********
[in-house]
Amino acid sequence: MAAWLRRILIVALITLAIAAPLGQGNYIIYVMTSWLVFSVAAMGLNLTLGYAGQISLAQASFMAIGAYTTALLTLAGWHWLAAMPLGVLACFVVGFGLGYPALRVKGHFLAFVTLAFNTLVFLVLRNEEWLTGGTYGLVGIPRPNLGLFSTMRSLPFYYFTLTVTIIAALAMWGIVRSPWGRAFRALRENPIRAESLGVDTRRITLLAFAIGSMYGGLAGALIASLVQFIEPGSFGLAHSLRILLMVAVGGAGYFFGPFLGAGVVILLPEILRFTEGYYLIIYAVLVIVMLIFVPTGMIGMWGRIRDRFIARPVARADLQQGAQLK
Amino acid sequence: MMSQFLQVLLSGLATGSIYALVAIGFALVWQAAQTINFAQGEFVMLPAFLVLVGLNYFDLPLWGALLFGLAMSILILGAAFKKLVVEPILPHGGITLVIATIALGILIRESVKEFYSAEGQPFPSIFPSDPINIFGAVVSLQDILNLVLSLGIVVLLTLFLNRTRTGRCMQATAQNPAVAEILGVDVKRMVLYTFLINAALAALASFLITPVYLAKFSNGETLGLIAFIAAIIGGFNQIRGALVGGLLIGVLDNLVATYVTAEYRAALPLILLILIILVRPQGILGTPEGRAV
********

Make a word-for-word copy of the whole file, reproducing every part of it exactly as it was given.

[in-house]
Amino acid sequence: MAAWLRRILIVALITLAIAAPLGQGNYIIYVMTSWLVFSVAAMGLNLTLGYAGQISLAQASFMAIGAYTTALLTLAGWHWLAAMPLGVLACFVVGFGLGYPALRVKGHFLAFVTLAFNTLVFLVLRNEEWLTGGTYGLVGIPRPNLGLFSTMRSLPFYYFTLTVTIIAALAMWGIVRSPWGRAFRALRENPIRAESLGVDTRRITLLAFAIGSMYGGLAGALIASLVQFIEPGSFGLAHSLRILLMVAVGGAGYFFGPFLGAGVVILLPEILRFTEGYYLIIYAVLVIVMLIFVPTGMIGMWGRIRDRFIARPVARADLQQGAQLK
Amino acid sequence: MMSQFLQVLLSGLATGSIYALVAIGFALVWQAAQTINFAQGEFVMLPAFLVLVGLNYFDLPLWGALLFGLAMSILILGAAFKKLVVEPILPHGGITLVIATIALGILIRESVKEFYSAEGQPFPSIFPSDPINIFGAVVSLQDILNLVLSLGIVVLLTLFLNRTRTGRCMQATAQNPAVAEILGVDVKRMVLYTFLINAALAALASFLITPVYLAKFSNGETLGLIAFIAAIIGGFNQIRGALVGGLLIGVLDNLVATYVTAEYRAALPLILLILIILVRPQGILGTPEGRAV